Tag Archives: trials and tribulations

Your Shelter In The Storm

“Don’t worry,” I reassured my friend Sandi. “We don’t get tornadoes here in Denver.”

While in high school, my friend Sandi and I were hanging out in a nearby park on a spring afternoon when the clouds turned into a downpour. We jumped into my car, but when the rain turned to golfball-size hail, I knew we needed to find shelter. Driving through the neighborhood, I spotted a vacant garage-like awning adjacent to a house, so I drove underneath it while we waited for the storm to pass.

After the storm calmed down, I dropped off Sandi at her house and then drove home. To my astonishment, when I turned on the radio I discovered that a tornado had indeed hit Denver. In fact, it had followed a nearby freeway before skipping over us and then landing about a mile away where it continued it’s destructive path.

The awning sheltered my car from serious damage. But I also encountered another shelter during that experience…

What Made King David’s Shelter So Strong?

Although people point to him as Israel’s greatest king and a man after God’s heart, David was no stranger to adversity. We don’t know the context into which David wrote Psalm 7, but it’s obvious that his life was in danger.The psalm was likely written while he was on the run from Saul—because the title says the psalm is a response to Cush, a Benjamite, and we know Saul incited the Benjamites against David (see 1 Samuel 22:7).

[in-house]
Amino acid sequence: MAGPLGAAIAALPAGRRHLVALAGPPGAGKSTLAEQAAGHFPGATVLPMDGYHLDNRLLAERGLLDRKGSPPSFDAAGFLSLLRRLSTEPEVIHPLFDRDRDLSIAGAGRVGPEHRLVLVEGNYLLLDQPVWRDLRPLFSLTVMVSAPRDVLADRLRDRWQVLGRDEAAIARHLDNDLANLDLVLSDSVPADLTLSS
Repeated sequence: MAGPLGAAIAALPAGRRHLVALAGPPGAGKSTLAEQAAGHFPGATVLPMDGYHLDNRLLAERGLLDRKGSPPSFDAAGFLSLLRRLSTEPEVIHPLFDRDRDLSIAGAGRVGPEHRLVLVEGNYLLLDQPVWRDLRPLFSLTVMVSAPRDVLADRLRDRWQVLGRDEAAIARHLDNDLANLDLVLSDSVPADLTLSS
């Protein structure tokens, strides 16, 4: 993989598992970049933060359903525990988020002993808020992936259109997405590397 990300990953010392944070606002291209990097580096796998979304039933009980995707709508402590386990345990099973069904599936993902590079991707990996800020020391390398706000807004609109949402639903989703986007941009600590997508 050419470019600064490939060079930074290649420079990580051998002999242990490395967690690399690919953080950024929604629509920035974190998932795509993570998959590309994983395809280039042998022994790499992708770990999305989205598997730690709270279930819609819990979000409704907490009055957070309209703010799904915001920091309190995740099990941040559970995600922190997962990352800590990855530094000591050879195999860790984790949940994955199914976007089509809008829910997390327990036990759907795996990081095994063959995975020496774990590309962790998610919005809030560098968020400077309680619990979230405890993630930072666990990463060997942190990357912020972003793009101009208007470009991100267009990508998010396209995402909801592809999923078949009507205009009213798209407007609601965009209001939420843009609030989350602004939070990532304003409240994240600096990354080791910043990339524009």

Regardless, while in danger David begins the psalm by writing, “O Lord my God, I take refuge in you” (verse 1). A refuge is literally a shelter in a storm.

But how did David find refuge in God? I think it resembled my experience with the hailstorm. In the same way that I trusted the awning to protect my car, David trusted God to protect him. David still encountered opposition, but he trusted in God’s goodness and power to protect him.

In addition to that, David found a way to commune with God. Writing Psalm 7 was one way that David found refuge in God. He even wrote the psalm in the present tense: “I take refuge in you.” Not “I want to take refuge in you” or  “I remember that one time when I took refuge in you.” By journaling his thoughts, David  experienced the shelter of God’s love. Many of the psalms we read are journal entries of conversations (poetry!) between David and God.

Taking refuge in God involves placing our trust in God to protect and to provide, but it also includes ways for us to “take refuge in the shelter of [his] wings,” as David writes in Psalm 61:4. It means finding reassurance that can only come from being with him.

How do you find refuge in God?

Michael co-pastors The Neighborhood Church in Littleton, Colorado with Eugene Scott. Listening to the music of Jesus Culture helps him find refuge when he’s in distress. 

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